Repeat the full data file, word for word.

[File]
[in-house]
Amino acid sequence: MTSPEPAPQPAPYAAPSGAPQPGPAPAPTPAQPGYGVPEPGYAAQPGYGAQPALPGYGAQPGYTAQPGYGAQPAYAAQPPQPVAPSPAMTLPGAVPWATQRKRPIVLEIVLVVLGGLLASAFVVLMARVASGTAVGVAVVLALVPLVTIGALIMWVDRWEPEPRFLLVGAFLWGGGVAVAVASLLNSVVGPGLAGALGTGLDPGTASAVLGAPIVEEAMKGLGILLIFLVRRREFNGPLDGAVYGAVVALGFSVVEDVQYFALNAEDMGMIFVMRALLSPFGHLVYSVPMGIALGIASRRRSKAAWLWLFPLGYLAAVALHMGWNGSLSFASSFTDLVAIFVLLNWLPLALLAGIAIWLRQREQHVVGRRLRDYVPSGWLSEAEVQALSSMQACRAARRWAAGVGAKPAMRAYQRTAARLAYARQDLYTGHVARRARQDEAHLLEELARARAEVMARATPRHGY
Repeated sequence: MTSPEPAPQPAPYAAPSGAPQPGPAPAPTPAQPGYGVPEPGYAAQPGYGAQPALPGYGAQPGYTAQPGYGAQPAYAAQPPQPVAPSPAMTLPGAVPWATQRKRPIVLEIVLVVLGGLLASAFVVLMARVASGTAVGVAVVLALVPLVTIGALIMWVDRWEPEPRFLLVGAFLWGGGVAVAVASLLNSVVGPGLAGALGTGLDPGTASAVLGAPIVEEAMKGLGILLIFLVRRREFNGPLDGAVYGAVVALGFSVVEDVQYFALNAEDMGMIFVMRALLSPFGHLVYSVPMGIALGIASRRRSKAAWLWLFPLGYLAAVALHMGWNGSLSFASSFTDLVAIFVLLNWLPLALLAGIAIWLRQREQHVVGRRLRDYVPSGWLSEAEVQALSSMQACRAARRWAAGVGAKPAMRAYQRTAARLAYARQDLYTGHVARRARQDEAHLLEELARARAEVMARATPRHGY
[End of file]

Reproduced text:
[in-house]
Amino acid sequence: MTSPEPAPQPAPYAAPSGAPQPGPAPAPTPAQPGYGVPEPGYAAQPGYGAQPALPGYGAQPGYTAQPGYGAQPAYAAQPPQPVAPSPAMTLPGAVPWATQRKRPIVLEIVLVVLGGLLASAFVVLMARVASGTAVGVAVVLALVPLVTIGALIMWVDRWEPEPRFLLVGAFLWGGGVAVAVASLLNSVVGPGLAGALGTGLDPGTASAVLGAPIVEEAMKGLGILLIFLVRRREFNGPLDGAVYGAVVALGFSVVEDVQYFALNAEDMGMIFVMRALLSPFGHLVYSVPMGIALGIASRRRSKAAWLWLFPLGYLAAVALHMGWNGSLSFASSFTDLVAIFVLLNWLPLALLAGIAIWLRQREQHVVGRRLRDYVPSGWLSEAEVQALSSMQACRAARRWAAGVGAKPAMRAYQRTAARLAYARQDLYTGHVARRARQDEAHLLEELARARAEVMARATPRHGY
Repeated sequence: MTSPEPAPQPAPYAAPSGAPQPGPAPAPTPAQPGYGVPEPGYAAQPGYGAQPALPGYGAQPGYTAQPGYGAQPAYAAQPPQPVAPSPAMTLPGAVPWATQRKRPIVLEIVLVVLGGLLASAFVVLMARVASGTAVGVAVVLALVPLVTIGALIMWVDRWEPEPRFLLVGAFLWGGGVAVAVASLLNSVVGPGLAGALGTGLDPGTASAVLGAPIVEEAMKGLGILLIFLVRRREFNGPLDGAVYGAVVALGFSVVEDVQYFALNAEDMGMIFVMRALLSPFGHLVYSVPMGIALGIASRRRSKAAWLWLFPLGYLAAVALHMGWNGSLSFASSFTDLVAIFVLLNWLPLALLAGIAIWLRQREQHVVGRRLRDYVPSGWLSEAEVQALSSMQACRAARRWAAGVGAKPAMRAYQRTAARLAYARQDLYTGHVARRARQDEAHLLEELARARAEVMARATPRHGY